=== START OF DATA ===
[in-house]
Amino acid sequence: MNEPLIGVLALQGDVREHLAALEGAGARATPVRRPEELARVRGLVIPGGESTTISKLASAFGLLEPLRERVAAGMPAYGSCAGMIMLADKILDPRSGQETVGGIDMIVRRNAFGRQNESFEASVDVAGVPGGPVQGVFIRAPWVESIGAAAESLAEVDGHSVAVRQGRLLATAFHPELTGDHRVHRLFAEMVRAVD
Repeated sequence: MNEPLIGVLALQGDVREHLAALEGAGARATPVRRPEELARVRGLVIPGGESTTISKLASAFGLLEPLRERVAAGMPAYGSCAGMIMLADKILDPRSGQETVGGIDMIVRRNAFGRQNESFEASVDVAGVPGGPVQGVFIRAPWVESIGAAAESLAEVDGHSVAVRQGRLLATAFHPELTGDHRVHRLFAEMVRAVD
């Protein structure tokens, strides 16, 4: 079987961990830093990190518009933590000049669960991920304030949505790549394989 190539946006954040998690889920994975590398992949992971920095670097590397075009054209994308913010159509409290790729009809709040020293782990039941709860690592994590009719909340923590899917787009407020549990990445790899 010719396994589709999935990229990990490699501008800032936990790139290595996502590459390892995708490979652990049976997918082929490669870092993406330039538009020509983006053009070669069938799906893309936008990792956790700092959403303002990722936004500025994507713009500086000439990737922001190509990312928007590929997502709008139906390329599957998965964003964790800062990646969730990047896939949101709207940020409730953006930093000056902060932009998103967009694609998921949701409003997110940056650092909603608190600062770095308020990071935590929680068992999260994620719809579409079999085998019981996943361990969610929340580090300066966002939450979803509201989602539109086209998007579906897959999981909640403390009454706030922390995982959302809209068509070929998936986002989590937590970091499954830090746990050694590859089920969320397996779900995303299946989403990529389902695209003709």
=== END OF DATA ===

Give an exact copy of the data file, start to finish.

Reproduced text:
[in-house]
Amino acid sequence: MNEPLIGVLALQGDVREHLAALEGAGARATPVRRPEELARVRGLVIPGGESTTISKLASAFGLLEPLRERVAAGMPAYGSCAGMIMLADKILDPRSGQETVGGIDMIVRRNAFGRQNESFEASVDVAGVPGGPVQGVFIRAPWVESIGAAAESLAEVDGHSVAVRQGRLLATAFHPELTGDHRVHRLFAEMVRAVD
Repeated sequence: MNEPLIGVLALQGDVREHLAALEGAGARATPVRRPEELARVRGLVIPGGESTTISKLASAFGLLEPLRERVAAGMPAYGSCAGMIMLADKILDPRSGQETVGGIDMIVRRNAFGRQNESFEASVDVAGVPGGPVQGVFIRAPWVESIGAAAESLAEVDGHSVAVRQGRLLATAFHPELTGDHRVHRLFAEMVRAVD
């Protein structure tokens, strides 16, 4: 079987961990830093990190518009933590000049669960991920304030949505790549394989 190539946006954040998690889920994975590398992949992971920095670097590397075009054209994308913010159509409290790729009809709040020293782990039941709860690592994590009719909340923590899917787009407020549990990445790899 010719396994589709999935990229990990490699501008800032936990790139290595996502590459390892995708490979652990049976997918082929490669870092993406330039538009020509983006053009070669069938799906893309936008990792956790700092959403303002990722936004500025994507713009500086000439990737922001190509990312928007590929997502709008139906390329599957998965964003964790800062990646969730990047896939949101709207940020409730953006930093000056902060932009998103967009694609998921949701409003997110940056650092909603608190600062770095308020990071935590929680068992999260994620719809579409079999085998019981996943361990969610929340580090300066966002939450979803509201989602539109086209998007579906897959999981909640403390009454706030922390995982959302809209068509070929998936986002989590937590970091499954830090746990050694590859089920969320397996779900995303299946989403990529389902695209003709």